How Many Keys Do Saxophones Have? (4 Different Sax Types)

Learning saxophone can take a bit of time due to the number of keys, which can be intimidating to those who are just introduced to the instrument. But, how many keys exactly? Let's find out.

How many keys do saxophones have? Saxophones have 20-23 keys and 25 holes, regardless of which saxophone type you speak of among the four main types (soprano, alto, tenor, baritone). The quantity varies according to age, brand, and/or tier (pro tier saxes usually sport more keys than beginner or intermediate ones).

In this article, we'll be discussing the following:

Related articles:
• Top 11 Best Saxophone Brands On The Market
• Top 11 Benefits Of Learning & Playing Saxophone

Top 11 Best Online Resources To Learn How To Play Saxophone

A Primer On How Saxophones Are Constructed

Judging from what we exposed above, there is not a fixed number of keys on a saxophone, but we may be able to come up with an average range of 20-23 keys and 25 holes.

Keys are similar to valves found on brass instruments in that they alter the effective length of the instrument's tube. The difference is that they're activated or moved by pads that cover/uncover holes or orifices present in the instrument's body, offering different tonalities and pitches.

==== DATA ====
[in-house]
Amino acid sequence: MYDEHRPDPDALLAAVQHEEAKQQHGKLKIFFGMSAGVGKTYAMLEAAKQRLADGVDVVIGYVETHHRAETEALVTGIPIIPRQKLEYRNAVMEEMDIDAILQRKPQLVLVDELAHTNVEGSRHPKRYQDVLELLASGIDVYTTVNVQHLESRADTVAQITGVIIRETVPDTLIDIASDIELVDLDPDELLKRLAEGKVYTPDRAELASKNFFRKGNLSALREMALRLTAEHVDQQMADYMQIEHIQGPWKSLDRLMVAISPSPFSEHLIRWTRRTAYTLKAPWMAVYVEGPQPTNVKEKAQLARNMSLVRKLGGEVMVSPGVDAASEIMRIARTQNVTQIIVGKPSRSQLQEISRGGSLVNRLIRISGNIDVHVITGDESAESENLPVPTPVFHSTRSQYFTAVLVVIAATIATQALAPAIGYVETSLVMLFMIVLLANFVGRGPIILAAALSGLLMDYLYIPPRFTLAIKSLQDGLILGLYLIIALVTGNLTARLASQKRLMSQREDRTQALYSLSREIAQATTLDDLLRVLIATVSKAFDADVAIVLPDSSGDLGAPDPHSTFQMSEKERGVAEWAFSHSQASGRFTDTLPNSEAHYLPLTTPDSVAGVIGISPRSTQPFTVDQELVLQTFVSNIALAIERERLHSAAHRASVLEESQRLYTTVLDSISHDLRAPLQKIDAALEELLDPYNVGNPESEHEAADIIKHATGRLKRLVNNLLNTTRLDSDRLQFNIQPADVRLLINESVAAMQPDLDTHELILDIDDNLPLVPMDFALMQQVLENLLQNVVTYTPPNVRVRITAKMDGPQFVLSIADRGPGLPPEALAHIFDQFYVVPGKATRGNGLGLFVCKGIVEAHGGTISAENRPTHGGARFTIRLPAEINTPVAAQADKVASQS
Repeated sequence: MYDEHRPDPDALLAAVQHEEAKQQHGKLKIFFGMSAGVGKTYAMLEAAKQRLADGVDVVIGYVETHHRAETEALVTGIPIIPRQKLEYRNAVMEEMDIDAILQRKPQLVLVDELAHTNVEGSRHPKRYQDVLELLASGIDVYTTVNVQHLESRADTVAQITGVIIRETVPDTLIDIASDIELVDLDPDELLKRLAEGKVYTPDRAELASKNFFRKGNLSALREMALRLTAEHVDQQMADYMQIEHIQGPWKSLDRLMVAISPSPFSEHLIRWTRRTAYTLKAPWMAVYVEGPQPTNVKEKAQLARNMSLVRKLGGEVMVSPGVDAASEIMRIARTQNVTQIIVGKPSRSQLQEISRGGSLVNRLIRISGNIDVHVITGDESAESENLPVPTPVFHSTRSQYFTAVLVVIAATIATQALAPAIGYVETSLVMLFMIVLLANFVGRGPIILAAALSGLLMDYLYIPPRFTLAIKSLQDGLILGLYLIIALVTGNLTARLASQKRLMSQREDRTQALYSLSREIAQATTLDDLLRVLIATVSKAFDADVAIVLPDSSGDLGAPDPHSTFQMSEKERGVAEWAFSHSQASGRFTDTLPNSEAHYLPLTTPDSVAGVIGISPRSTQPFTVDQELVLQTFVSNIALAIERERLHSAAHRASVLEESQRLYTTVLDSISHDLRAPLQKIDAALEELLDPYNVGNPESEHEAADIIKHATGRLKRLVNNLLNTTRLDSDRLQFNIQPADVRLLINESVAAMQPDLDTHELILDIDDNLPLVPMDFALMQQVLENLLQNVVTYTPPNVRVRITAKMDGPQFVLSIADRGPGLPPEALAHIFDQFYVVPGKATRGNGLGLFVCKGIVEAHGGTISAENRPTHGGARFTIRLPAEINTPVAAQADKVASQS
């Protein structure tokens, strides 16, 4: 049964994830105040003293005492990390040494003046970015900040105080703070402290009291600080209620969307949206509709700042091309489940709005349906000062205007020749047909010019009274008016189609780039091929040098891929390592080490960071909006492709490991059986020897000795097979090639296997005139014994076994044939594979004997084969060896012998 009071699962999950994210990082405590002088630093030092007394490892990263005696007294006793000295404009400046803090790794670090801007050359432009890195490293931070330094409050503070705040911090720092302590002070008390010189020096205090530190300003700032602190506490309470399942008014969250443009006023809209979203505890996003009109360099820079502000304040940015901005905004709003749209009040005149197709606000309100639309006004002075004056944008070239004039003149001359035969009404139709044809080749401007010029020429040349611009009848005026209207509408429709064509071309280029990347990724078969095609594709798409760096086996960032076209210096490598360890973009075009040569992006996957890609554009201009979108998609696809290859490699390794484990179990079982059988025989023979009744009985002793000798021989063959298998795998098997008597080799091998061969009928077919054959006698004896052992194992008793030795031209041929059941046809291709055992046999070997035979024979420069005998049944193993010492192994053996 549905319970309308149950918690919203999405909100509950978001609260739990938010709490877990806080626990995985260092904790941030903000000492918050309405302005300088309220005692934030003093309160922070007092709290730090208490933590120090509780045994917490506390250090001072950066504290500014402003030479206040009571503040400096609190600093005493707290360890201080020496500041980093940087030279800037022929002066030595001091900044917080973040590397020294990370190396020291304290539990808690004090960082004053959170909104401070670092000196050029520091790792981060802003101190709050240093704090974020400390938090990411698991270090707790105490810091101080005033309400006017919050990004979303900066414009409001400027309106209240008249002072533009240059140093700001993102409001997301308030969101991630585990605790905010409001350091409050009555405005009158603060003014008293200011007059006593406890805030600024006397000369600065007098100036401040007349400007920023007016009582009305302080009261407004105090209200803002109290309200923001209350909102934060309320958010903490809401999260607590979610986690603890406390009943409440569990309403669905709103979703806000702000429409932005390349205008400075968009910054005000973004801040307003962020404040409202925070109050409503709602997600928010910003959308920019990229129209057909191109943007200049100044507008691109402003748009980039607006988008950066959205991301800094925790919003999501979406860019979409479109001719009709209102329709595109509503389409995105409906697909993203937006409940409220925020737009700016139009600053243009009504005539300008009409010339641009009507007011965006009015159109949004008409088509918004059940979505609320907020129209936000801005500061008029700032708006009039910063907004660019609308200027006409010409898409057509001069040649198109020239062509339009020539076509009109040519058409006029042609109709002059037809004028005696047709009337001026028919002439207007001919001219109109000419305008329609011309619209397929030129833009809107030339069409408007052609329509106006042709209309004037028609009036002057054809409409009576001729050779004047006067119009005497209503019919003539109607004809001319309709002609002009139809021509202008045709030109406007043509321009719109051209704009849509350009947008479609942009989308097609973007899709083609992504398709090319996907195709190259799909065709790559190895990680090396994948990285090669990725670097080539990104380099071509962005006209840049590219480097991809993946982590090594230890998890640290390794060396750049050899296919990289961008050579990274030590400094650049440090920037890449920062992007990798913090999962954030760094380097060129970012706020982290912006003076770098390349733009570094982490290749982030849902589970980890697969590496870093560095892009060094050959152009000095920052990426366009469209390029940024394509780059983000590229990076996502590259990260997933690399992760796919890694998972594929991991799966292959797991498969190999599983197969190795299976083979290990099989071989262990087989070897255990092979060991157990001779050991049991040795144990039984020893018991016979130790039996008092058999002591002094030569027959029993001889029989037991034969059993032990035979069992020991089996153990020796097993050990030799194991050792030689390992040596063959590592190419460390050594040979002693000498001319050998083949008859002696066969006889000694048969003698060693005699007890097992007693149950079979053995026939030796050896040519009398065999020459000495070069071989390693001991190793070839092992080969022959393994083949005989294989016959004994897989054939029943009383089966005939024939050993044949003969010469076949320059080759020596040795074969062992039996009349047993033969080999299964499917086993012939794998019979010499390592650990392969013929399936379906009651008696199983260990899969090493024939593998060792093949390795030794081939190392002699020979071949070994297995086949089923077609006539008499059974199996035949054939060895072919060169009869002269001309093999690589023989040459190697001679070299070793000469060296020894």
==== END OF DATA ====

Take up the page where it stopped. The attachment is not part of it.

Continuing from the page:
But, before delving deeper into how keys and pads are structured, let us first get to know a bit more regarding the saxophone's construction.

A saxophone, for the uninitiated, has four main parts:

  • Neck: Houses the mouthpiece and reed, from which air flows through the rest of the instrument.
  • Body: Strictly speaking, it's where all the keys and pads are located.
  • Elbow: A U-shaped bow that extends to the bell (sopranos and higher-pitched saxophones are devoid of this feature).
  • Bell: The resonance device, from where most of the output is heard.

A saxophone can have up to 600 parts, which goes to show just how much care should be put into its construction.